# Primary ideal

In mathematics, specifically commutative algebra, a proper ideal Q of a commutative ring A is said to be primary if whenever xy is an element of Q then x or yn is also an element of Q, for some n > 0. For example, in the ring of integers Z, (pn) is a primary ideal if p is a prime number.

The notion of primary ideals is important in commutative ring theory because every ideal of a Noetherian ring has a primary decomposition, that is, can be written as an intersection of finitely many primary ideals. This result is known as the Lasker–Noether theorem. Consequently,[1] an irreducible ideal of a Noetherian ring is primary.

Various methods of generalizing primary ideals to noncommutative rings exist,[2] but the topic is most often studied for commutative rings. Therefore, the rings in this article are assumed to be commutative rings with identity.

## Examples and properties

• The definition can be rephrased in a more symmetric manner: an ideal ${\displaystyle {\mathfrak {q}}}$  is primary if, whenever ${\displaystyle xy\in {\mathfrak {q}}}$ , we have ${\displaystyle x\in {\mathfrak {q}}}$  or ${\displaystyle y\in {\mathfrak {q}}}$  or ${\displaystyle x,y\in {\sqrt {\mathfrak {q}}}}$ . (Here ${\displaystyle {\sqrt {\mathfrak {q}}}}$  denotes the radical of ${\displaystyle {\mathfrak {q}}}$ .)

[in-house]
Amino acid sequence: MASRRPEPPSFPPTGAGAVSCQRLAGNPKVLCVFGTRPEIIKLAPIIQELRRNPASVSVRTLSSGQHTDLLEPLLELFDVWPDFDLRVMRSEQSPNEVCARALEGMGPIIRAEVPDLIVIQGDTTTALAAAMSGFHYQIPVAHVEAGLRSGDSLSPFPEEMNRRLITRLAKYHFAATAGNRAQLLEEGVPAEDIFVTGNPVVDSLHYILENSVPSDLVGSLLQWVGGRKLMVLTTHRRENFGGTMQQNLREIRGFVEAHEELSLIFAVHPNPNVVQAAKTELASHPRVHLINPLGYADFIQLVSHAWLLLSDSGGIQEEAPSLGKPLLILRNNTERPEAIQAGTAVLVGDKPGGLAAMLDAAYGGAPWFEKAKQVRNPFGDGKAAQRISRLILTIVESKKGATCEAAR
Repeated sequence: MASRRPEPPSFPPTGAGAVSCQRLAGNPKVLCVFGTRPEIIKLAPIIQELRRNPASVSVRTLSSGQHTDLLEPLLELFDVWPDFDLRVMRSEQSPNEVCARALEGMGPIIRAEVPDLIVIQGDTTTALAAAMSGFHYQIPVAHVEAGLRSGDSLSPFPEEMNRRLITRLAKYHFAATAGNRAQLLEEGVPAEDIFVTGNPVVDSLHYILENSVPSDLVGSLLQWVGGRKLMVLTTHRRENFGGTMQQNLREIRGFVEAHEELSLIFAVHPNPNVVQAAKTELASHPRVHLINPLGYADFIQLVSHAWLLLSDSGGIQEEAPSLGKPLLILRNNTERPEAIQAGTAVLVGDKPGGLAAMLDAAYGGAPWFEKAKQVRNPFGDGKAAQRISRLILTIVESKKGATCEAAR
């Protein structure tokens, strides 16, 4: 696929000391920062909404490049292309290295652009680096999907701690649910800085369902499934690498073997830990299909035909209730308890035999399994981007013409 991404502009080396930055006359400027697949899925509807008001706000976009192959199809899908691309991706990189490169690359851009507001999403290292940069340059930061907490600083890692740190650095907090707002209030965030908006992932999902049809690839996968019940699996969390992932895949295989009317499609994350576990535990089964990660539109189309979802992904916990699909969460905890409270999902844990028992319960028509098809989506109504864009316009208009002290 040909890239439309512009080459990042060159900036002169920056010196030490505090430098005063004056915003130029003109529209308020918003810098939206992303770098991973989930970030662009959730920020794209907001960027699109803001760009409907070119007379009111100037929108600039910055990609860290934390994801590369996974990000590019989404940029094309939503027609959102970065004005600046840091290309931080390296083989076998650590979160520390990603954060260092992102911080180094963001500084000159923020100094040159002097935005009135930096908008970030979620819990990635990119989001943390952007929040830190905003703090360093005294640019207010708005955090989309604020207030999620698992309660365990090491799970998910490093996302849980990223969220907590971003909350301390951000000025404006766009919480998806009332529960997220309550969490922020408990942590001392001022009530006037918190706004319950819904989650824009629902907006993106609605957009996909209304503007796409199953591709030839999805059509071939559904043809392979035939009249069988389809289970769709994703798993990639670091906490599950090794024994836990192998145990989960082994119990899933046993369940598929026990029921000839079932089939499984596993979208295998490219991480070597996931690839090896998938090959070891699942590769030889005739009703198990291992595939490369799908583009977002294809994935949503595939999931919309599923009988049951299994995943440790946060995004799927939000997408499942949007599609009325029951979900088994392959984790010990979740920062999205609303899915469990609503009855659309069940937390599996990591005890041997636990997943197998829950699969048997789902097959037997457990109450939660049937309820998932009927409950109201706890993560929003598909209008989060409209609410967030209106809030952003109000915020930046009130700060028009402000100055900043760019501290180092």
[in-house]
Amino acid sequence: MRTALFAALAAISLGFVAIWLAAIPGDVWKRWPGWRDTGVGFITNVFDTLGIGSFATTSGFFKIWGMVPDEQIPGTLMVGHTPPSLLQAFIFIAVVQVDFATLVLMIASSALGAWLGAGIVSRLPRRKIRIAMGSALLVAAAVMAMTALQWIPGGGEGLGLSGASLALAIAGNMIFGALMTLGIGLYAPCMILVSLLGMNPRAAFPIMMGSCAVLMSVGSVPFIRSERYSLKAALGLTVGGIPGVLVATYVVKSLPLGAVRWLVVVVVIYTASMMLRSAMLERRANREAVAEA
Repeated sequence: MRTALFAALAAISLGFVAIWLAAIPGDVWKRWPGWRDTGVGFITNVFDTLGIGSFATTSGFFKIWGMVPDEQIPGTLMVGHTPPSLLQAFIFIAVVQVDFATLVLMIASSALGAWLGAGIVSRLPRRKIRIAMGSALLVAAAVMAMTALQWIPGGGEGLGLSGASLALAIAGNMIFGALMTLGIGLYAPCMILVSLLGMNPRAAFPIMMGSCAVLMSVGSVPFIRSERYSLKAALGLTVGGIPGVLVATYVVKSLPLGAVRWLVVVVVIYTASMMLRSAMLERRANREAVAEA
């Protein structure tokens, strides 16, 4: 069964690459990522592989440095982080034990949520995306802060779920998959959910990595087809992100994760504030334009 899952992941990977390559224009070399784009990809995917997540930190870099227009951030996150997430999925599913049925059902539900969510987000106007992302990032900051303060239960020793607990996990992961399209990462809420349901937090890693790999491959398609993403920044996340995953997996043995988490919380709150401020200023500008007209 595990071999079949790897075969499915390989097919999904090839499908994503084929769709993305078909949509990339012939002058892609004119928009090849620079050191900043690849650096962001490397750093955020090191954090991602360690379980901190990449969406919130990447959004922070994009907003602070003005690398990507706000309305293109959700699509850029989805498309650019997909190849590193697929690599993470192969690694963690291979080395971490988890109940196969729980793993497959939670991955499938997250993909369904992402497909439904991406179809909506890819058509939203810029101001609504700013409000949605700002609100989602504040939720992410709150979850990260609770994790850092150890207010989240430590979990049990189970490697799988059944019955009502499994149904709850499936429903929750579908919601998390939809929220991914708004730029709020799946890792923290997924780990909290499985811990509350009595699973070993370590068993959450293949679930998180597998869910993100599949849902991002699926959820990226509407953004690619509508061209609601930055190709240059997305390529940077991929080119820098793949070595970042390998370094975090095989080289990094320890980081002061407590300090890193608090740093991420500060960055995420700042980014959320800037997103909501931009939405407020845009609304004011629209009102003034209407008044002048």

• An ideal Q of R is primary if and only if every zero divisor in R/Q is nilpotent. (Compare this to the case of prime ideals, where P is prime if and only if every zero divisor in R/P is actually zero.)
• Any prime ideal is primary, and moreover an ideal is prime if and only if it is primary and semiprime (also called radical ideal in the commutative case).
• Every primary ideal is primal.[3]
• If Q is a primary ideal, then the radical of Q is necessarily a prime ideal P, and this ideal is called the associated prime ideal of Q. In this situation, Q is said to be P-primary.